read (someone or something) as (someone or something)

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read (someone or something) as (someone or something)

To form a particular interpretation or understanding of someone's or something's inherent nature. Because of my neutral accent, most people read me as being from the Midwest, when I actually grew up in the Bronx. A: "Didn't you think that scene was in bad taste?" B: "Huh, I read it as a satire, so I assumed that was the point." I read the story as an allegory of the dangers inherent in a plutocracy.
See also: read
Farlex Dictionary of Idioms. © 2015 Farlex, Inc, all rights reserved.

read someone or something as something

to interpret someone or something as something. I read you as a quiet guy who wants to settle down and have kids. Mary read the problem as one that did not require a lot of understanding.
See also: read
McGraw-Hill Dictionary of American Idioms and Phrasal Verbs. © 2002 by The McGraw-Hill Companies, Inc.
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References in periodicals archive ?
Although one can expect that these subskills are all important for L2 reading as well as L1 reading, L2 reading should be fundamentally different from L1 reading since one cannot ignore readers' L1 knowledge and their prior experience of reading in their L1 (Koda, 2005).
"At the current rate of loss," the endowment study says, "literary reading as a leisure activity will virtually disappear in half a century."
Other left-brain areas concerned with recognizing words and discerning speech sounds also displayed greater activity during word reading as age and reading skill increased.
Sharpe's enthusiasm for critical theory centers in its "concern with the reading and consumption of texts" (34), in particular, he regards a history of reading as "central to understanding the 'master narratives' of society and politics" (39).
Guigo does not think of this reading as a way of gaining information or preparing to study for an exam or searching out proof texts for theological argument.
Noting a slowing in the reading rates of many of her students who seem to regard the activity of reading as a form of avoidable work, she suggests one consequence is that "the student's own critical ability is being significantly under-used or by-passed by the pre-selection of the `most relevant' highly subjective secondary source material by the lecturer himself" (Kingston, 1986, p.
The school's students had been dutifully reading as much as they could all year long--2,400 pages or more for the older ones and 80-plus books for the younger set.
In his 1986 book What's Whole in Whole Language: A Parent-Teacher Guide (Heinemann), Goodman describes miscue research and his notion of reading as a "psycholinguistic guessing game" in which the reader constructs meaning based on prior expectations and cultural background.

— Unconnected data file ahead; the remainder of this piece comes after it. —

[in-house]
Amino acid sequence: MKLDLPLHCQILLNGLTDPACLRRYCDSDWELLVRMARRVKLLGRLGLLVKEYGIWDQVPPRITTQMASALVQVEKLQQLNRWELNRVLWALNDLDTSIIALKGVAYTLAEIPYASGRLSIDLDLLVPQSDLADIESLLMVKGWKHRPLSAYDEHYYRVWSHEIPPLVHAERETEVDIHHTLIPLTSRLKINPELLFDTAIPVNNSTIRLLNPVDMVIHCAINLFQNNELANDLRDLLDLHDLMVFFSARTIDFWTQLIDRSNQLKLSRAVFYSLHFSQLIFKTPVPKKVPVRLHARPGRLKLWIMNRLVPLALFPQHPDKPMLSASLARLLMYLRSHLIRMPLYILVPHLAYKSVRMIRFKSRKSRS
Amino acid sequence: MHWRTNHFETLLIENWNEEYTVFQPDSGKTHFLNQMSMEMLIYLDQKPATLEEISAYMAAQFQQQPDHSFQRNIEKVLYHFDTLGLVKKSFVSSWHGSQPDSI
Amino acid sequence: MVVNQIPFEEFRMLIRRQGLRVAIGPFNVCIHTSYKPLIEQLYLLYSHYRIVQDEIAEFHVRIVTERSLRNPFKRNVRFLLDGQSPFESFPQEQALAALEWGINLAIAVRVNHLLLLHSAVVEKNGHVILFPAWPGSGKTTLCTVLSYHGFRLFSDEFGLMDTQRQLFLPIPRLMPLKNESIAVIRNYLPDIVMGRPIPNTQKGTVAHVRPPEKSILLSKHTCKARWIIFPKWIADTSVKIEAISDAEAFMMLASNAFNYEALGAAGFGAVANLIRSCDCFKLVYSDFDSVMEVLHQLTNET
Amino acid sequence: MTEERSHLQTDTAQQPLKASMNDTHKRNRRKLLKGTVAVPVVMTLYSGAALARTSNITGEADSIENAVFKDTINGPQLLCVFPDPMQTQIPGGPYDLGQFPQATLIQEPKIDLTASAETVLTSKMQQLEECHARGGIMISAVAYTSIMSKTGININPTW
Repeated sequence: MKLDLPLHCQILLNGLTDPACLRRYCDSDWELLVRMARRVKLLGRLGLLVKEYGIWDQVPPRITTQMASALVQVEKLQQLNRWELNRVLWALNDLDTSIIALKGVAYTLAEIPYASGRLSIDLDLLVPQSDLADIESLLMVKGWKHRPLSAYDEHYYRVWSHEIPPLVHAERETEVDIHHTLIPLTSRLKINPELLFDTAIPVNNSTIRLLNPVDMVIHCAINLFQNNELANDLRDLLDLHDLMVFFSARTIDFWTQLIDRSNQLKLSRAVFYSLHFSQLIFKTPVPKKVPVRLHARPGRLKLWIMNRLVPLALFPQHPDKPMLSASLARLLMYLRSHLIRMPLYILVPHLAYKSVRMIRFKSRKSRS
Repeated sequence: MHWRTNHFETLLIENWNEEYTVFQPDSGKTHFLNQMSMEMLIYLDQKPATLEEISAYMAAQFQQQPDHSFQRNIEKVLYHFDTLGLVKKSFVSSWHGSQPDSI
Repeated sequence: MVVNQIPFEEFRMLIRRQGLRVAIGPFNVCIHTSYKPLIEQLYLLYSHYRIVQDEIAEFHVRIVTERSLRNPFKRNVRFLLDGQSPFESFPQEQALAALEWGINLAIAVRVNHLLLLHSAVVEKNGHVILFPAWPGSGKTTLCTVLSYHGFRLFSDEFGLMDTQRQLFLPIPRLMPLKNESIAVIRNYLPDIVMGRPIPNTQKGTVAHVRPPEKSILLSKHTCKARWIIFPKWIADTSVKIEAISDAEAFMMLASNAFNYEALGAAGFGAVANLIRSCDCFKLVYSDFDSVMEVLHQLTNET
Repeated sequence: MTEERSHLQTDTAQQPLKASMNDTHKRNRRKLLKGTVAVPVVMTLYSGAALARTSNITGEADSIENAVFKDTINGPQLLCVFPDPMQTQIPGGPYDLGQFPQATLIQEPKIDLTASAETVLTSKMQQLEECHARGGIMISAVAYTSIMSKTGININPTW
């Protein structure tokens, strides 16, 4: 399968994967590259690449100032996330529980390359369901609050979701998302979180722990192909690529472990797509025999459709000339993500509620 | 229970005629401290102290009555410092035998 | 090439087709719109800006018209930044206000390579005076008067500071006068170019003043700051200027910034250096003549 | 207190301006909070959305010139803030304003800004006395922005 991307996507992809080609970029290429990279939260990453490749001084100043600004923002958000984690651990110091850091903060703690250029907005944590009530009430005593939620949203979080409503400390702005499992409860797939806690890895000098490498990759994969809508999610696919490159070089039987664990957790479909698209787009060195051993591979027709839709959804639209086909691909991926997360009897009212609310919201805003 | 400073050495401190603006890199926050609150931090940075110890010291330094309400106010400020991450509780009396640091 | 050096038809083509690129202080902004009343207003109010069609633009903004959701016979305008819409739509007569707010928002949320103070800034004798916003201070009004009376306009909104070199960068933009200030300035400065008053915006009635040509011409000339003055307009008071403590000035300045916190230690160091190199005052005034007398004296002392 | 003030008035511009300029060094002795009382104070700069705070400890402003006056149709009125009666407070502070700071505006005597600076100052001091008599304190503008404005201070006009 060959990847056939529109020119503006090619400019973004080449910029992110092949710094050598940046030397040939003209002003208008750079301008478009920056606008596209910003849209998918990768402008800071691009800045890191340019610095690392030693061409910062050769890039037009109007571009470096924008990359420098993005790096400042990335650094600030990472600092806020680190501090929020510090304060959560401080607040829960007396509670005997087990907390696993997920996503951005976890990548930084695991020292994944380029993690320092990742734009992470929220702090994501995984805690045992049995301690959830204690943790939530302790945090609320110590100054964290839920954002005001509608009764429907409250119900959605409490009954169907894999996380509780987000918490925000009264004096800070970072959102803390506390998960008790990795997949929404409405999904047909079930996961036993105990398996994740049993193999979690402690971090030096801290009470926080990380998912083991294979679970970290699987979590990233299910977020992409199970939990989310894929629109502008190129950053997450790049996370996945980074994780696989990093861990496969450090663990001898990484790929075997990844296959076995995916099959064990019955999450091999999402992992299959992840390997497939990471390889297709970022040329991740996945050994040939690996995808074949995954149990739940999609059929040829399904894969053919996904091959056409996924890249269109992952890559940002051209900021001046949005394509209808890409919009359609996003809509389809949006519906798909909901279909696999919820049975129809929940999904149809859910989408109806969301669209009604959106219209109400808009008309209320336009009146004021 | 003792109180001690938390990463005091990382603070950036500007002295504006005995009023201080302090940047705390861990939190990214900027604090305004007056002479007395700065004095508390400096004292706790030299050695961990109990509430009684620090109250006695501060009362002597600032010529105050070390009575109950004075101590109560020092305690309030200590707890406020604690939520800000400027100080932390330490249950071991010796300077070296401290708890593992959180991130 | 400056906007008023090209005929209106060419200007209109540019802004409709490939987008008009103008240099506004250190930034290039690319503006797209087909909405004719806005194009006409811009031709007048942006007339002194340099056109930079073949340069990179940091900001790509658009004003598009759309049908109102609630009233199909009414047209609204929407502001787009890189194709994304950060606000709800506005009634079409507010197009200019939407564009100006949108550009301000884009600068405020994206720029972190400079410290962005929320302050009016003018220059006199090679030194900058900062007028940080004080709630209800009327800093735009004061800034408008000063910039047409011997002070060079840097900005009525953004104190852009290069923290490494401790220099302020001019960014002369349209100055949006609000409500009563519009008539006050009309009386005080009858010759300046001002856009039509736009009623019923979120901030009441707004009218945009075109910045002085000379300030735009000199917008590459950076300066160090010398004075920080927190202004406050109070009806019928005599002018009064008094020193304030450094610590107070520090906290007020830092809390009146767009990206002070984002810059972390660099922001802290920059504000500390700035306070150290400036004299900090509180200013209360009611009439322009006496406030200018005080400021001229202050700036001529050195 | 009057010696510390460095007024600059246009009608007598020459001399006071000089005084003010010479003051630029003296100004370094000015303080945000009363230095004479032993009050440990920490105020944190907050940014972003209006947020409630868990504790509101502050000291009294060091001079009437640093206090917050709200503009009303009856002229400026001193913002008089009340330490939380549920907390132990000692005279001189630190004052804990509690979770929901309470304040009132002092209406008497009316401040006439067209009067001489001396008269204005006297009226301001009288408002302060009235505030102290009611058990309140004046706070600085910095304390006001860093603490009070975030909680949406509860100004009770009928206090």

In other words, rather than teaching reading as a single cognitive operation that can be applied universally to poetry, newspapers, novels and test passages alike, teaching standardized test passages as a separate genre, in the same manner we would teach poetry different from expository texts may help readers be more successful in both contexts (Santman, 2002).
Reading begets more reading as it helps the learner work through context, negotiate meaning, and build higher levels of understanding (Krashen, 1993).
Guided Independent Reading: An Examination of the Reading Practice Database and the Scientific Research Supporting Guided Independent Reading As Implemented in Reading Renaissance.
"English is usually in 45-minute periods," she says, "but the data say that students need two hours of reading a day to maintain grade level." Calkins advocates 90-minute language arts periods where students read at least 30 minutes in class, followed by explicit instruction on reading skills such as looking for clues about what will happen next in a story, or making connections between the setting of a novel and how it affects the characters.
These can be a valuable resource for teachers to use in selecting new words to introduce to pupils prior to reading a selection.
From the students in the negative reaction category who shifted to a less favorable response to reading a book, we heard these comments and many like them:
When readers have a sufficient level of vocabulary knowledge, reading a particular text becomes an opportunity for increased vocabulary acquisition, as the individual is able to use contextual vocabulary and textual information to infer the meaning of unfamiliar words.
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